BAGHDAD (Reuters) - Foreign troop levels in Iraq could drop to less than 100,000 by the end of 2008 if Iraq’s own forces were ready and security threats had diminished, Iraq’s national security adviser said on Wednesday.
Mowaffaq al-Rubaie was speaking after two days of testimony in Washington by the U.S. commander in Iraq, General David Petraeus, who has recommended cutting U.S. forces by about 30,000 by next July because of reduced violence in Iraq.
That would bring down U.S. troop numbers to around 130,000, roughly the level before an increase ordered by U.S. President George W. Bush early this year.
“Maybe it is not far from the truth if we said that by the end of next year, multinational forces could be less than 100,000,” Rubaie told a news conference.
“This all depends on the security circumstances and the level of the threat, whether from inside the country or in the region. This also depends on the level of training of the Iraqi forces.”
He did not talk specifically about U.S. troop numbers — currently at 168,000 — but the overwhelming majority of foreign soldiers in Iraq are American.
Secretary of State Condoleezza Rice said that, as U.S. troop cuts take effect, “American forces, in lower numbers, (will) turn to other responsibilities”, including ensuring Iraq’s stability and helping ward off what she called Iranian aggression.
“Iraq has very troublesome neighbors. Iran is a very troublesome neighbor,” she said, noting Iranian President Mahmoud Ahmadinejad’s promise to fill any vacuum left by departing U.S. forces.
The United States needed a stable Iraq and other allies in the region “to resist both terrorism and Iranian aggression,” Rice said in an interview on NBC’s “Today” show.
Iran rejects U.S. accusations it is fomenting instability in Iraq by arming and training Shi’ite militias there and says the U.S. presence is behind the violence. On Wednesday, Tehran said the Petraeus report “will not save America from Iraq’s swamp”.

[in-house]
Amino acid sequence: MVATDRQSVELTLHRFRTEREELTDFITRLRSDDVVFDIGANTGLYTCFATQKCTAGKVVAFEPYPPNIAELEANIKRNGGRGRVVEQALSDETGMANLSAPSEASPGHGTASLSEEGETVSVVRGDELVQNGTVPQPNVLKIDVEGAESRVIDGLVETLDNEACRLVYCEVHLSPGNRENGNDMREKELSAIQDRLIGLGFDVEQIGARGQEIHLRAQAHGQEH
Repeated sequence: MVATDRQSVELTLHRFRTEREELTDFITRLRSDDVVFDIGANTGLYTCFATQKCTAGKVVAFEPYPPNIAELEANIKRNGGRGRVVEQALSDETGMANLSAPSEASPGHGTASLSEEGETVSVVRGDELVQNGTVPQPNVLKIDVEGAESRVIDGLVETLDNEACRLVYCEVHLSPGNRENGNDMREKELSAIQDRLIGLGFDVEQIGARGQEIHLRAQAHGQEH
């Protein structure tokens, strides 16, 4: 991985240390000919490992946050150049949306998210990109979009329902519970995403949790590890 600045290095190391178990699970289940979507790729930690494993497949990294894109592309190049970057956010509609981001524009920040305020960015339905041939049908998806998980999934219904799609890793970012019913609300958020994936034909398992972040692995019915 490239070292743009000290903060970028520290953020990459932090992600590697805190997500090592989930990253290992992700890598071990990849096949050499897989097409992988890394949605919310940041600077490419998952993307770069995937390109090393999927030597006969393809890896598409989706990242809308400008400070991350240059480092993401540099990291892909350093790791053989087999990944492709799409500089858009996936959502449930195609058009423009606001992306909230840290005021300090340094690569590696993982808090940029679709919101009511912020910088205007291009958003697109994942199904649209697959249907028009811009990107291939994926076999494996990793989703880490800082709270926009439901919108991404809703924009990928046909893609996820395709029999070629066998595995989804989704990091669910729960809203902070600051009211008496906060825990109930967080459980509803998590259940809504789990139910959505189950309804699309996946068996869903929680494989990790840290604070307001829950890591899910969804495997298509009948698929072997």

Asked if the Iraqi government shared U.S. concerns about Iranian involvement in Iraq, Rubaie said both Iran and Syria — which Washington has accused of allowing insurgents to cross into Iraq — “know what they should be doing”.
“We think Iran could help in stabilizing the security situation in Iraq, it could give more support to the Iraqi government,” Rubaie said.
“The Iranians know well what they should do and (what) they are doing in supporting the militias, in smuggling weapons and supporting some extremists.”
Petraeus said on Monday U.S. force reductions would continue after next summer. But, citing uncertainty over Iran, he said it would be premature to make recommendations now on the pace of such cuts.
Such an assessment could be made by March 2008, he said.
Rubaie offered no objections to Petraeus’ proposed reductions but did not explicitly endorse the plan. He stressed that much depended on how security trends developed.
Both the Iraqi and U.S. governments have highlighted the fall in violence under Bush’s so-called surge of troops.
On Tuesday, Rubaie said all Iraqi army units would be trained and equipped by mid-2008. More than 80 percent of Iraq’s army had the capability to take the lead in combat operations, he said, putting total Iraqi security forces at 500,000.
Democrats and Bush’s Republicans grilled Petraeus on Tuesday in Washington on whether security gains were significant enough to keep U.S. troops in the war zone.
Petraeus insisted progress was being made under Bush’s strategy of temporarily building up troops to allow time for Iraqi lawmakers to achieve political reconciliation.
Additional reporting by Paul Tait